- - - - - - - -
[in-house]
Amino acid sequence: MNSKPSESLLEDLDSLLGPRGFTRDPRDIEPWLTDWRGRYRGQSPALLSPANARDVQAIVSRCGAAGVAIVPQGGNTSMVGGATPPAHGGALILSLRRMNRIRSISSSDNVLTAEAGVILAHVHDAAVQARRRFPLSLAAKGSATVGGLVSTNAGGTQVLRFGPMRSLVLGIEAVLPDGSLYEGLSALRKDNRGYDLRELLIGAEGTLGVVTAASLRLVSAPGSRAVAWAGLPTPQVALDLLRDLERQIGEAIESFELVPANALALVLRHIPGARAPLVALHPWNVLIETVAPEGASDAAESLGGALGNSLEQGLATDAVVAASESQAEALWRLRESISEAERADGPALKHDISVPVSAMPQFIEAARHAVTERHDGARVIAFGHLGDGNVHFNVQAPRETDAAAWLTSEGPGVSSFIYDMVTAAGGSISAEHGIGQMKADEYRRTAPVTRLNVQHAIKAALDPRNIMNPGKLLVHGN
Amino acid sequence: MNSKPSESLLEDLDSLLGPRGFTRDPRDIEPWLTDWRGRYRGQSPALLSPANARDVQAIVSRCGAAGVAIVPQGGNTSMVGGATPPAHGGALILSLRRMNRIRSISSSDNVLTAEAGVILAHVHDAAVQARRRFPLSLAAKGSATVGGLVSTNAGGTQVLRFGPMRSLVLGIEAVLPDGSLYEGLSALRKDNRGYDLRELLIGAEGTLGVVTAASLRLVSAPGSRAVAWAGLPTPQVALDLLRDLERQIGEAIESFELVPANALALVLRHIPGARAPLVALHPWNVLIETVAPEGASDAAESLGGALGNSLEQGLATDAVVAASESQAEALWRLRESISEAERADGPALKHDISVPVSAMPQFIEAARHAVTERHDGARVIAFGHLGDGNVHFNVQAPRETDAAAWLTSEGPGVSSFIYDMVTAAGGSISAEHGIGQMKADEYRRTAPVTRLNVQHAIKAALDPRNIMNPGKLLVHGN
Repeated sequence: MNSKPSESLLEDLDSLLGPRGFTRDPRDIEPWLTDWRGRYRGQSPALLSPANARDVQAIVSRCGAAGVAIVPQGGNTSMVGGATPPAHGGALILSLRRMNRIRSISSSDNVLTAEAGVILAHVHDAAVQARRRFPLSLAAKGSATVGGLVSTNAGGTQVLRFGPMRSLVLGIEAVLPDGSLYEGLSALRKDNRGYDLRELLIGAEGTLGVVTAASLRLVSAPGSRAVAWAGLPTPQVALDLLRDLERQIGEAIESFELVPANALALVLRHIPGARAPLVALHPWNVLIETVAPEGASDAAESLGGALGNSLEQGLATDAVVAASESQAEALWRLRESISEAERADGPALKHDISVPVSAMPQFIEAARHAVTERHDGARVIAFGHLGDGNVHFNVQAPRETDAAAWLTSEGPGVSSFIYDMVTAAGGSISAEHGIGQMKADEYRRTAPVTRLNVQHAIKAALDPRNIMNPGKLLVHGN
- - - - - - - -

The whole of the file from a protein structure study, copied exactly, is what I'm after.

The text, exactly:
[in-house]
Amino acid sequence: MNSKPSESLLEDLDSLLGPRGFTRDPRDIEPWLTDWRGRYRGQSPALLSPANARDVQAIVSRCGAAGVAIVPQGGNTSMVGGATPPAHGGALILSLRRMNRIRSISSSDNVLTAEAGVILAHVHDAAVQARRRFPLSLAAKGSATVGGLVSTNAGGTQVLRFGPMRSLVLGIEAVLPDGSLYEGLSALRKDNRGYDLRELLIGAEGTLGVVTAASLRLVSAPGSRAVAWAGLPTPQVALDLLRDLERQIGEAIESFELVPANALALVLRHIPGARAPLVALHPWNVLIETVAPEGASDAAESLGGALGNSLEQGLATDAVVAASESQAEALWRLRESISEAERADGPALKHDISVPVSAMPQFIEAARHAVTERHDGARVIAFGHLGDGNVHFNVQAPRETDAAAWLTSEGPGVSSFIYDMVTAAGGSISAEHGIGQMKADEYRRTAPVTRLNVQHAIKAALDPRNIMNPGKLLVHGN
Amino acid sequence: MNSKPSESLLEDLDSLLGPRGFTRDPRDIEPWLTDWRGRYRGQSPALLSPANARDVQAIVSRCGAAGVAIVPQGGNTSMVGGATPPAHGGALILSLRRMNRIRSISSSDNVLTAEAGVILAHVHDAAVQARRRFPLSLAAKGSATVGGLVSTNAGGTQVLRFGPMRSLVLGIEAVLPDGSLYEGLSALRKDNRGYDLRELLIGAEGTLGVVTAASLRLVSAPGSRAVAWAGLPTPQVALDLLRDLERQIGEAIESFELVPANALALVLRHIPGARAPLVALHPWNVLIETVAPEGASDAAESLGGALGNSLEQGLATDAVVAASESQAEALWRLRESISEAERADGPALKHDISVPVSAMPQFIEAARHAVTERHDGARVIAFGHLGDGNVHFNVQAPRETDAAAWLTSEGPGVSSFIYDMVTAAGGSISAEHGIGQMKADEYRRTAPVTRLNVQHAIKAALDPRNIMNPGKLLVHGN
Repeated sequence: MNSKPSESLLEDLDSLLGPRGFTRDPRDIEPWLTDWRGRYRGQSPALLSPANARDVQAIVSRCGAAGVAIVPQGGNTSMVGGATPPAHGGALILSLRRMNRIRSISSSDNVLTAEAGVILAHVHDAAVQARRRFPLSLAAKGSATVGGLVSTNAGGTQVLRFGPMRSLVLGIEAVLPDGSLYEGLSALRKDNRGYDLRELLIGAEGTLGVVTAASLRLVSAPGSRAVAWAGLPTPQVALDLLRDLERQIGEAIESFELVPANALALVLRHIPGARAPLVALHPWNVLIETVAPEGASDAAESLGGALGNSLEQGLATDAVVAASESQAEALWRLRESISEAERADGPALKHDISVPVSAMPQFIEAARHAVTERHDGARVIAFGHLGDGNVHFNVQAPRETDAAAWLTSEGPGVSSFIYDMVTAAGGSISAEHGIGQMKADEYRRTAPVTRLNVQHAIKAALDPRNIMNPGKLLVHGN